A state appeals court has issued a ruling against Andrew Zlotnick, who previously filed a lawsuit after being severely injured by a foul ball at a New York Yankees game.
On August 25, 2011, Zlotnick was injured when he was struck by a foul ball while attending a game at Yankee Stadium and ultimately required surgery to repair his eye socket. He would later file a lawsuit against the Yankees and Major League Baseball, only for a Bronx judge to dismiss the case. Zlotnick had since been pursuing a ruling that would reinstate his negligence lawsuit while rolling back the “Baseball Rule“–a stipulation that fans assume risk of injury when attending a game.
Zlotnick and his attorney had contended that the “Baseball Rule” is out of date. However, a New York State Appeals Court in Manhattan has issued its ruling in the case, with the result a decision against Zlotnick. More from Bloomberg:
Zlotnick called Tuesday’s ruling “very disappointing.” He said he’ll discuss the case with his lawyer before deciding whether to appeal to the state’s highest court.
According to the Baseball Rule, ballpark owners need only provide screening behind home plate, with enough room for fans who choose to sit there. Anyone outside the screened area — along the baselines, behind the dugout or in the outfield — is considered to have assumed the risk of injury from foul balls, errant throws and broken bats, Roger Abrams, an expert on sports law at Northeastern University School of Law, said earlier this month.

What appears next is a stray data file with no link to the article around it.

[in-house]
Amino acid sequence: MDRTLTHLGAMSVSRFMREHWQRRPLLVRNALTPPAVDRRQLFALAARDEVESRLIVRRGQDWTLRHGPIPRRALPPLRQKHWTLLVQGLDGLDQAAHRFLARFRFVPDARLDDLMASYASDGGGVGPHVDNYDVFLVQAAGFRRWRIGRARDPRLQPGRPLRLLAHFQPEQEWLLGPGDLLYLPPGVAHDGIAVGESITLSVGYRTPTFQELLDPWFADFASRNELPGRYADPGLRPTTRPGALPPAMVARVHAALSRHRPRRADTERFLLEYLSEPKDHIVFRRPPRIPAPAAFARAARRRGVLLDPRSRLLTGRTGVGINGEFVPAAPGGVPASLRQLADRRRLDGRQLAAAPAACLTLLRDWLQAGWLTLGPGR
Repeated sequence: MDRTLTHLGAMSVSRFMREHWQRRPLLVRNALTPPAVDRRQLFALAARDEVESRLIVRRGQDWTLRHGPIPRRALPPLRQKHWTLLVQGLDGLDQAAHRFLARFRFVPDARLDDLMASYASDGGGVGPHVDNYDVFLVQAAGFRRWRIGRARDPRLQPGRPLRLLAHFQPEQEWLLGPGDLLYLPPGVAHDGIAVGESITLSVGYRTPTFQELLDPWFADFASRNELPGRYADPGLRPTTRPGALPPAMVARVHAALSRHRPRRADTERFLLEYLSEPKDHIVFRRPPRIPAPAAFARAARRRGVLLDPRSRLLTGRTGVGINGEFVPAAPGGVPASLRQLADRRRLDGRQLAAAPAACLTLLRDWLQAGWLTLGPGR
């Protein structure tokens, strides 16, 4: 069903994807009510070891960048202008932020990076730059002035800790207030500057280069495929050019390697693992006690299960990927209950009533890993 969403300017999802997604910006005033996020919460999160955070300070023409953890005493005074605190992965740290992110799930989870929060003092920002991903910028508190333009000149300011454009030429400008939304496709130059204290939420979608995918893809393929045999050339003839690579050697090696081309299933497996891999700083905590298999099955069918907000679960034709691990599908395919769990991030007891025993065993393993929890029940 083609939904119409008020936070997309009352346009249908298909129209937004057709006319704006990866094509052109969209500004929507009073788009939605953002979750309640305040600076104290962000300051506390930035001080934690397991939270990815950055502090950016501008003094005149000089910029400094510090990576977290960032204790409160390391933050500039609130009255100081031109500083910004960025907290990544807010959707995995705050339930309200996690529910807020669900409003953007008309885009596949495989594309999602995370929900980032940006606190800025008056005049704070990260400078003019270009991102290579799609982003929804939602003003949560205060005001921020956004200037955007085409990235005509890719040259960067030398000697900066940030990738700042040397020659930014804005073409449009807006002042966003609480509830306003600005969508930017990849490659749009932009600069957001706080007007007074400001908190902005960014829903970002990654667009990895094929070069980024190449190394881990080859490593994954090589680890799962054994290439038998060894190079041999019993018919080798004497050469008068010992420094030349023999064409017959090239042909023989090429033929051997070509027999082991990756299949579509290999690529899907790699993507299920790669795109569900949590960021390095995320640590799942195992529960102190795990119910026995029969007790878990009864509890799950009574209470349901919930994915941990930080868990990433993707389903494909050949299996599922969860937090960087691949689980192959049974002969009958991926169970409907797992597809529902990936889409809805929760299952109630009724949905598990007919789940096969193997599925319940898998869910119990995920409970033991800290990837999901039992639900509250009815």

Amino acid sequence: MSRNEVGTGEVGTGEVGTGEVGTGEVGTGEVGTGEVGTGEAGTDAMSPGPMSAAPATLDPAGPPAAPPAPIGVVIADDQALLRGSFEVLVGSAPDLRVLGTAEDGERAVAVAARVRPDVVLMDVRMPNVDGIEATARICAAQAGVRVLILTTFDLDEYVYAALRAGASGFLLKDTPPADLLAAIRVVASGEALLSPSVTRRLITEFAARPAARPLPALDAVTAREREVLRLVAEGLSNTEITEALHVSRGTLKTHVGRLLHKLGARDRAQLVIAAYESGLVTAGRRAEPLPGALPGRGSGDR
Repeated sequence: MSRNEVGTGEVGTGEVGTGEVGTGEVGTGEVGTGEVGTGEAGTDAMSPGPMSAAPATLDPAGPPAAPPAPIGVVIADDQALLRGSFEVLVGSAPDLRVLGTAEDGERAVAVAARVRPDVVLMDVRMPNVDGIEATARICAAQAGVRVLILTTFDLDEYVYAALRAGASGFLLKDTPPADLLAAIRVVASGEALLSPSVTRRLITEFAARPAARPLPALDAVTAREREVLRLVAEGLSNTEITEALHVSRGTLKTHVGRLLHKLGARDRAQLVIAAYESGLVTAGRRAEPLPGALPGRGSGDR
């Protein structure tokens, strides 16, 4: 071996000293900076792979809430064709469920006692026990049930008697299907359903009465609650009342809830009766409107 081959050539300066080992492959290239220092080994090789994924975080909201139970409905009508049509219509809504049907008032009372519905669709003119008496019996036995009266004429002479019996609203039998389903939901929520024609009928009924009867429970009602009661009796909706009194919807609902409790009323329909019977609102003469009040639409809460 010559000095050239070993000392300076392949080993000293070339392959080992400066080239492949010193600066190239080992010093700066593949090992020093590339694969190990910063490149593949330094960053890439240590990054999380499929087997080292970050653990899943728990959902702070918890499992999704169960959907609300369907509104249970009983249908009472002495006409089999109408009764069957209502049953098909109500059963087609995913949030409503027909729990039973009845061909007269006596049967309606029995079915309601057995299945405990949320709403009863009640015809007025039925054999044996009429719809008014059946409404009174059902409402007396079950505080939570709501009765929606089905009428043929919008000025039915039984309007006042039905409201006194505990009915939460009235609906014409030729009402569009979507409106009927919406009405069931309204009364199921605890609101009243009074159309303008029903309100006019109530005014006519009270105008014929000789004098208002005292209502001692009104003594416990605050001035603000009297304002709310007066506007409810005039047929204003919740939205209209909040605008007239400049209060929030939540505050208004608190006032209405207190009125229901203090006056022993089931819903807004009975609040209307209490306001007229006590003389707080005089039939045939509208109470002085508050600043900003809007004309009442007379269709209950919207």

In a four-paragraph ruling, the appeals court panel applied the rule and rejected Zlotnick’s argument that it shouldn’t apply because his view of the game was blocked by umbrellas.
Discussions over extended netting at ballparks have been unfolding for several years, but the level of protection provided to fans by the Yankees and many other teams has further come into question since a young fan was severely injured by a foul ball at Yankee Stadium in September. In the time since that injury, the Yankees have been one of several teams to announce that they will extend protective netting for the 2018 season.
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